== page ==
On July 8th, 1762 (or July 27th if you use the old system), Catherine was given the news that one of her co-conspirators had been arrested by Peter’s men. It was at this moment, alone in the castle, that Catherine realized it was a “now or never” situation. With one of the co-conspirators apprehended, her life was at stake. She had her pundits burn all evidence of involvement, and ordered her informants to begin operations.

She had her husband Peter arrested, forcing him to sign a document of abdication and making him renounce the throne forever. This was so there would be no dispute over her legal accession to the throne.

Peter attempted to run to a refuge castle of his, proclaiming “open the door, your Emperor has arrived!” The guards at the castle ignored his request, calling down to him that “we have no Emperor…we have an Empress.”

And thus, the power Peter held for six months had been taken away from him. Catherine had him apprehended once again, ordering him to be locked in a summer palace – his prison – where he was forced to take an oath of loyalty. He begged and he pleaded to be sent home to Holstein, where he repeatedly stated it was where he truly belonged.

He hated Russia, after all. Why should he be forced to remain? He begged and begged to just live the rest of his days in peace back home. But… Catherine knew better. Peter may have been ignorant and foolish, but she understood that Peter, if let free, would simply run to Frederick of Prussia where he would have external support to become King again. Maybe not in Russia, but somewhere else in Europe instead. Catherine felt as if Peter was less of a threat locked away.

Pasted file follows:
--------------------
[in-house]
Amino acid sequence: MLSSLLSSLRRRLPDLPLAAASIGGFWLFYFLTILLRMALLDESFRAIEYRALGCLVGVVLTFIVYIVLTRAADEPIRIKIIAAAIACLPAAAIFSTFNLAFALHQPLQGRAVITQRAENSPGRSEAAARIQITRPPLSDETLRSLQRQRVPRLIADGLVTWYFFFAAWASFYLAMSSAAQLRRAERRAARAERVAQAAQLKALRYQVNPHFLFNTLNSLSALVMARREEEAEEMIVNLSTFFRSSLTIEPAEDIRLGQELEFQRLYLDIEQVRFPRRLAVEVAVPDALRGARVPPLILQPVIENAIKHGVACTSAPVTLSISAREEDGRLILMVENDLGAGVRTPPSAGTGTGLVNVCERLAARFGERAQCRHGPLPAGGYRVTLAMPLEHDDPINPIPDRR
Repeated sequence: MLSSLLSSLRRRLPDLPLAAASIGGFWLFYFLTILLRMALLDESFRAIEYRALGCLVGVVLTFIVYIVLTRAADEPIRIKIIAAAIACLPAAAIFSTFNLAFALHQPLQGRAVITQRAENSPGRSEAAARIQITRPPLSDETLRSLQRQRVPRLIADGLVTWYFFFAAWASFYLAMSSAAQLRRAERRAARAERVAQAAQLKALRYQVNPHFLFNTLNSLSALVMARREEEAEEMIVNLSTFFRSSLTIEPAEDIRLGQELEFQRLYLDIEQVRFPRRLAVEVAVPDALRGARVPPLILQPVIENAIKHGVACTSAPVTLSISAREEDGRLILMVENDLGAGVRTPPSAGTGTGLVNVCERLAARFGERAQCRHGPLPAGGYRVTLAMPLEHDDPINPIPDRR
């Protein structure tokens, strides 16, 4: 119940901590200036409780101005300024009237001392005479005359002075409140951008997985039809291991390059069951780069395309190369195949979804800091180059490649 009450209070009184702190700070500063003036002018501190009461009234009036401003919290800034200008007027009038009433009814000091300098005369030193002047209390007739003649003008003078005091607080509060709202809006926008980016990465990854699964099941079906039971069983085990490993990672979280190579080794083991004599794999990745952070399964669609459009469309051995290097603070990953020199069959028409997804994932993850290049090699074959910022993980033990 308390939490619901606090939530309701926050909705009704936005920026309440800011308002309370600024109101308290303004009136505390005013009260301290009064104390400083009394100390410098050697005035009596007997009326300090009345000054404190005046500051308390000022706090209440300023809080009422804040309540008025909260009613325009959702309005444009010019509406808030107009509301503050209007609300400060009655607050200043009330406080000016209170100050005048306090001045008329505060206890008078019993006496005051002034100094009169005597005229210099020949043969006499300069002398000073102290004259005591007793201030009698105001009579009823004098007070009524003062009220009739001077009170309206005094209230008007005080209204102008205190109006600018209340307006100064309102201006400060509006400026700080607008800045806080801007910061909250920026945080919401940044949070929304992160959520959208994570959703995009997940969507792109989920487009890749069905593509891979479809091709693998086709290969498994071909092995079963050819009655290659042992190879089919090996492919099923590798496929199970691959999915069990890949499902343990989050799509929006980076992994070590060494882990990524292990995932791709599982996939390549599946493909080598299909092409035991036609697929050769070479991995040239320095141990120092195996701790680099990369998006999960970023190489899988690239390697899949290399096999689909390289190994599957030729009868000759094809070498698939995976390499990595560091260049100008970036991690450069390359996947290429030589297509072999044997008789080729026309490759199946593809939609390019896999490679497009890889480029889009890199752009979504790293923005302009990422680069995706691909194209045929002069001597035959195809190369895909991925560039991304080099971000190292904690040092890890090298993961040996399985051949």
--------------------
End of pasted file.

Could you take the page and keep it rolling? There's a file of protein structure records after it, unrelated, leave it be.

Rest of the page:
She placed her lover Grigory Orlov’s younger brother Alexei in charge of the guards that watched over poor Peter, and eight days after the coup it was revealed that the former Emperor had died mysteriously.

The official statement claimed he had died of hemorrhoids as he played the violin. A likely story.

In fact, this became a bit of a dark joke across Europe. Whenever someone was executed for treason, the royals would sneer that they had “died of hemorrhoids”.

Historians have found no evidence, however, that Catherine had any role whatsoever in the supposed assassination. A skittish letter sent to Catherine by Alexei Orlov claimed that the guards had “messed up”. One theory is that Peter, in a drunken rage, started a fight with his guards, thus leading to his death.

Catherine was nice enough to request an autopsy on her now late husband’s body, but whatever she found out because of it didn’t change the official description of “hemorrhoids”.

Peter, the sadistic and emotionally bewildered man we have talked about for so long in this series, is finally dead; and Catherine was able to rally the troops in St. Petersburg to support her uprising.

The Rising Woman had finally done it! On June 28th, 1762, she declared herself as Catherine II, the sovereign ruler of all of Russia. Little Sophie from Stettin is now one of the most powerful people in the world.

That concludes part four of this special little miniseries about Catherine the Great. You can click here for the archives of this miniseries, which will be updated when the next post is published.